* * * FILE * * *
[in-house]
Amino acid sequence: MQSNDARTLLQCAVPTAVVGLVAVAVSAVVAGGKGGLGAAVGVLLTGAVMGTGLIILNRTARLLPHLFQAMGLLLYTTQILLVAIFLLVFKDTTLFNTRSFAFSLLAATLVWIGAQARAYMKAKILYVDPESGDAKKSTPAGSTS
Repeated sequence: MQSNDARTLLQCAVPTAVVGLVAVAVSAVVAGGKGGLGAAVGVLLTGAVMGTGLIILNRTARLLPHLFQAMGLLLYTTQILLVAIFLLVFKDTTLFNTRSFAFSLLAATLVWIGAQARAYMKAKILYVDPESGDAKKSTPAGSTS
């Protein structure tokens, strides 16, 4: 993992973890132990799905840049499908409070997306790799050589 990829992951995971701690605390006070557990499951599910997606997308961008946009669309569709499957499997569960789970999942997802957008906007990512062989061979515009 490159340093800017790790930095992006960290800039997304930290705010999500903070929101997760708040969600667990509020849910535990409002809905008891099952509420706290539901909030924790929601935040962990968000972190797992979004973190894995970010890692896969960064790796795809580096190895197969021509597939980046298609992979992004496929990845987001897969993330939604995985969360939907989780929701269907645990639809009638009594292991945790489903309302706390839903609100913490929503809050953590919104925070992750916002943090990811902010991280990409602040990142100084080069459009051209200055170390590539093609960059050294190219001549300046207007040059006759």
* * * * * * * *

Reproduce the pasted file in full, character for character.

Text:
[in-house]
Amino acid sequence: MQSNDARTLLQCAVPTAVVGLVAVAVSAVVAGGKGGLGAAVGVLLTGAVMGTGLIILNRTARLLPHLFQAMGLLLYTTQILLVAIFLLVFKDTTLFNTRSFAFSLLAATLVWIGAQARAYMKAKILYVDPESGDAKKSTPAGSTS
Repeated sequence: MQSNDARTLLQCAVPTAVVGLVAVAVSAVVAGGKGGLGAAVGVLLTGAVMGTGLIILNRTARLLPHLFQAMGLLLYTTQILLVAIFLLVFKDTTLFNTRSFAFSLLAATLVWIGAQARAYMKAKILYVDPESGDAKKSTPAGSTS
């Protein structure tokens, strides 16, 4: 993992973890132990799905840049499908409070997306790799050589 990829992951995971701690605390006070557990499951599910997606997308961008946009669309569709499957499997569960789970999942997802957008906007990512062989061979515009 490159340093800017790790930095992006960290800039997304930290705010999500903070929101997760708040969600667990509020849910535990409002809905008891099952509420706290539901909030924790929601935040962990968000972190797992979004973190894995970010890692896969960064790796795809580096190895197969021509597939980046298609992979992004496929990845987001897969993330939604995985969360939907989780929701269907645990639809009638009594292991945790489903309302706390839903609100913490929503809050953590919104925070992750916002943090990811902010991280990409602040990142100084080069459009051209200055170390590539093609960059050294190219001549300046207007040059006759």